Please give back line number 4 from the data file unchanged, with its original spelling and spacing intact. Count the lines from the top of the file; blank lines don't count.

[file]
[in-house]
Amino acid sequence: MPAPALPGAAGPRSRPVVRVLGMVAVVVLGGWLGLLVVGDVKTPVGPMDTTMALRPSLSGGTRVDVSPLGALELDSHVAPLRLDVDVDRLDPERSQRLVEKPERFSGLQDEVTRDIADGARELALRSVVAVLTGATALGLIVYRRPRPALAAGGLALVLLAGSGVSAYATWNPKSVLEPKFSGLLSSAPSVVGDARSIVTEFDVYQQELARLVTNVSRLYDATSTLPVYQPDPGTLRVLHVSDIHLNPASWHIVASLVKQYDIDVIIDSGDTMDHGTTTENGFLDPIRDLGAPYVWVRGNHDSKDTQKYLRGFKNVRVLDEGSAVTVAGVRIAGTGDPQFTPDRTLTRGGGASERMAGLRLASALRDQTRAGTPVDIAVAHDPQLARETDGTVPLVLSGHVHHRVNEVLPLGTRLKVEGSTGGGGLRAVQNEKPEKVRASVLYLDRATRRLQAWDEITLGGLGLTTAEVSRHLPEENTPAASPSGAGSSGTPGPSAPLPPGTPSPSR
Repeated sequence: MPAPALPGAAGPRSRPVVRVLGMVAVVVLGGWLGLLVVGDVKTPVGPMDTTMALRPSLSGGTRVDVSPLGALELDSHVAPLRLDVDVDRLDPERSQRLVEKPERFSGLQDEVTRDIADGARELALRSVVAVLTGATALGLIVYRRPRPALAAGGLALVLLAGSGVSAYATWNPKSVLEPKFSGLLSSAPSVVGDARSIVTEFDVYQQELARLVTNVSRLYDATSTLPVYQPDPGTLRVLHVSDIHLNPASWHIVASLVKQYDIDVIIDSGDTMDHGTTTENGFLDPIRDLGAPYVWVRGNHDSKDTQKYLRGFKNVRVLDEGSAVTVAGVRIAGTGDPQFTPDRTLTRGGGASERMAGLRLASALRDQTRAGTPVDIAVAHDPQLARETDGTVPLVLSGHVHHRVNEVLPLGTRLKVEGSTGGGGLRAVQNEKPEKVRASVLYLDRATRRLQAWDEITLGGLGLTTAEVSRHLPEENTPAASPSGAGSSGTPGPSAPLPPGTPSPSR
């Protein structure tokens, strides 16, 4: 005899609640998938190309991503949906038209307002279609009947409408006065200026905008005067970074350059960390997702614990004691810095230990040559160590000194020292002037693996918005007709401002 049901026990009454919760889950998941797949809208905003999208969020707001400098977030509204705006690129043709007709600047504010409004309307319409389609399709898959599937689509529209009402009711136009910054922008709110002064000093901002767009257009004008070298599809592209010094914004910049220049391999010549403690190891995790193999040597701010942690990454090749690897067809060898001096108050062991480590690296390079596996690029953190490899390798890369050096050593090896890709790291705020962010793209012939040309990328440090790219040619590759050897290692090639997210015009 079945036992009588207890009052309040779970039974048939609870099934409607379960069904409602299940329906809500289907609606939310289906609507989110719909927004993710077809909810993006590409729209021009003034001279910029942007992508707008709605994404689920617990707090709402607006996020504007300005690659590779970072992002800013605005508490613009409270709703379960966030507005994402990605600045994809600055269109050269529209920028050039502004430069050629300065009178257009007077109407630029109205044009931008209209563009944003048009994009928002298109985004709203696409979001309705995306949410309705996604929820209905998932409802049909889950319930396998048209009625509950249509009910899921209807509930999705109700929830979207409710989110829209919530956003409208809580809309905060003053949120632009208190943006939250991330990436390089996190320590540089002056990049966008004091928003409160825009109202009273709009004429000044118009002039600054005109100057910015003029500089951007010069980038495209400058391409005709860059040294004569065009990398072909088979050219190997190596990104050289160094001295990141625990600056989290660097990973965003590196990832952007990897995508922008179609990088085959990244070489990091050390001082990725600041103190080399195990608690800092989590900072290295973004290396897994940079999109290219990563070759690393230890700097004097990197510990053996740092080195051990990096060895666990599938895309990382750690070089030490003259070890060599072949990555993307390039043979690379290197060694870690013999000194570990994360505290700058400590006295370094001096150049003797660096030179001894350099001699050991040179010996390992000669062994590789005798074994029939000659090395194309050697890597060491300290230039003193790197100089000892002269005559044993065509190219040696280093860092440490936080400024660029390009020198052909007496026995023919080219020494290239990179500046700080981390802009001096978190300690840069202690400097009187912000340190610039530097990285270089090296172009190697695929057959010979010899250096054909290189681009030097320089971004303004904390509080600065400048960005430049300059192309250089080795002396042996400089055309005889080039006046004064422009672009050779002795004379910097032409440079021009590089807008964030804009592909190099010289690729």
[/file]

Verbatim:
């Protein structure tokens, strides 16, 4: 005899609640998938190309991503949906038209307002279609009947409408006065200026905008005067970074350059960390997702614990004691810095230990040559160590000194020292002037693996918005007709401002 049901026990009454919760889950998941797949809208905003999208969020707001400098977030509204705006690129043709007709600047504010409004309307319409389609399709898959599937689509529209009402009711136009910054922008709110002064000093901002767009257009004008070298599809592209010094914004910049220049391999010549403690190891995790193999040597701010942690990454090749690897067809060898001096108050062991480590690296390079596996690029953190490899390798890369050096050593090896890709790291705020962010793209012939040309990328440090790219040619590759050897290692090639997210015009 079945036992009588207890009052309040779970039974048939609870099934409607379960069904409602299940329906809500289907609606939310289906609507989110719909927004993710077809909810993006590409729209021009003034001279910029942007992508707008709605994404689920617990707090709402607006996020504007300005690659590779970072992002800013605005508490613009409270709703379960966030507005994402990605600045994809600055269109050269529209920028050039502004430069050629300065009178257009007077109407630029109205044009931008209209563009944003048009994009928002298109985004709203696409979001309705995306949410309705996604929820209905998932409802049909889950319930396998048209009625509950249509009910899921209807509930999705109700929830979207409710989110829209919530956003409208809580809309905060003053949120632009208190943006939250991330990436390089996190320590540089002056990049966008004091928003409160825009109202009273709009004429000044118009002039600054005109100057910015003029500089951007010069980038495209400058391409005709860059040294004569065009990398072909088979050219190997190596990104050289160094001295990141625990600056989290660097990973965003590196990832952007990897995508922008179609990088085959990244070489990091050390001082990725600041103190080399195990608690800092989590900072290295973004290396897994940079999109290219990563070759690393230890700097004097990197510990053996740092080195051990990096060895666990599938895309990382750690070089030490003259070890060599072949990555993307390039043979690379290197060694870690013999000194570990994360505290700058400590006295370094001096150049003797660096030179001894350099001699050991040179010996390992000669062994590789005798074994029939000659090395194309050697890597060491300290230039003193790197100089000892002269005559044993065509190219040696280093860092440490936080400024660029390009020198052909007496026995023919080219020494290239990179500046700080981390802009001096978190300690840069202690400097009187912000340190610039530097990285270089090296172009190697695929057959010979010899250096054909290189681009030097320089971004303004904390509080600065400048960005430049300059192309250089080795002396042996400089055309005889080039006046004064422009672009050779002795004379910097032409440079021009590089807008964030804009592909190099010289690729």